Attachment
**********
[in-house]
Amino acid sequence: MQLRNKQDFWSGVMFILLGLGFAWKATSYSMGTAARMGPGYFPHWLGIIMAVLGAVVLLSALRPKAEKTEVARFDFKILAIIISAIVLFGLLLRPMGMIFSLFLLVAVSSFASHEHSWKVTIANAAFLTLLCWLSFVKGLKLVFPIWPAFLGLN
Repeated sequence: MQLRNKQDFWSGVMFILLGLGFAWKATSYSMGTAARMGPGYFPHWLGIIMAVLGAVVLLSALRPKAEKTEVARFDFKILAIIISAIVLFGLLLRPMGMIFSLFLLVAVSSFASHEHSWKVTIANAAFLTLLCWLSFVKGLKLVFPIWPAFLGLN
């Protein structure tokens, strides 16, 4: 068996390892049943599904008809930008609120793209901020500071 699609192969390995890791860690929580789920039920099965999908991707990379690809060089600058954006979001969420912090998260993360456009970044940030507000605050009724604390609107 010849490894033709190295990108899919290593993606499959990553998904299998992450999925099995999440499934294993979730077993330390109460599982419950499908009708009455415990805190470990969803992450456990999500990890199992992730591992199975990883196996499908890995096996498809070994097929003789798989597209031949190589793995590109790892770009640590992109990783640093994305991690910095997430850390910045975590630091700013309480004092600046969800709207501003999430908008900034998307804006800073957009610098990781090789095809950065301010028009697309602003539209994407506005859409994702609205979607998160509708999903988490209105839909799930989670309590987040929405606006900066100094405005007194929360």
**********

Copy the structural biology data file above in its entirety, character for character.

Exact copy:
[in-house]
Amino acid sequence: MQLRNKQDFWSGVMFILLGLGFAWKATSYSMGTAARMGPGYFPHWLGIIMAVLGAVVLLSALRPKAEKTEVARFDFKILAIIISAIVLFGLLLRPMGMIFSLFLLVAVSSFASHEHSWKVTIANAAFLTLLCWLSFVKGLKLVFPIWPAFLGLN
Repeated sequence: MQLRNKQDFWSGVMFILLGLGFAWKATSYSMGTAARMGPGYFPHWLGIIMAVLGAVVLLSALRPKAEKTEVARFDFKILAIIISAIVLFGLLLRPMGMIFSLFLLVAVSSFASHEHSWKVTIANAAFLTLLCWLSFVKGLKLVFPIWPAFLGLN
């Protein structure tokens, strides 16, 4: 068996390892049943599904008809930008609120793209901020500071 699609192969390995890791860690929580789920039920099965999908991707990379690809060089600058954006979001969420912090998260993360456009970044940030507000605050009724604390609107 010849490894033709190295990108899919290593993606499959990553998904299998992450999925099995999440499934294993979730077993330390109460599982419950499908009708009455415990805190470990969803992450456990999500990890199992992730591992199975990883196996499908890995096996498809070994097929003789798989597209031949190589793995590109790892770009640590992109990783640093994305991690910095997430850390910045975590630091700013309480004092600046969800709207501003999430908008900034998307804006800073957009610098990781090789095809950065301010028009697309602003539209994407506005859409994702609205979607998160509708999903988490209105839909799930989670309590987040929405606006900066100094405005007194929360």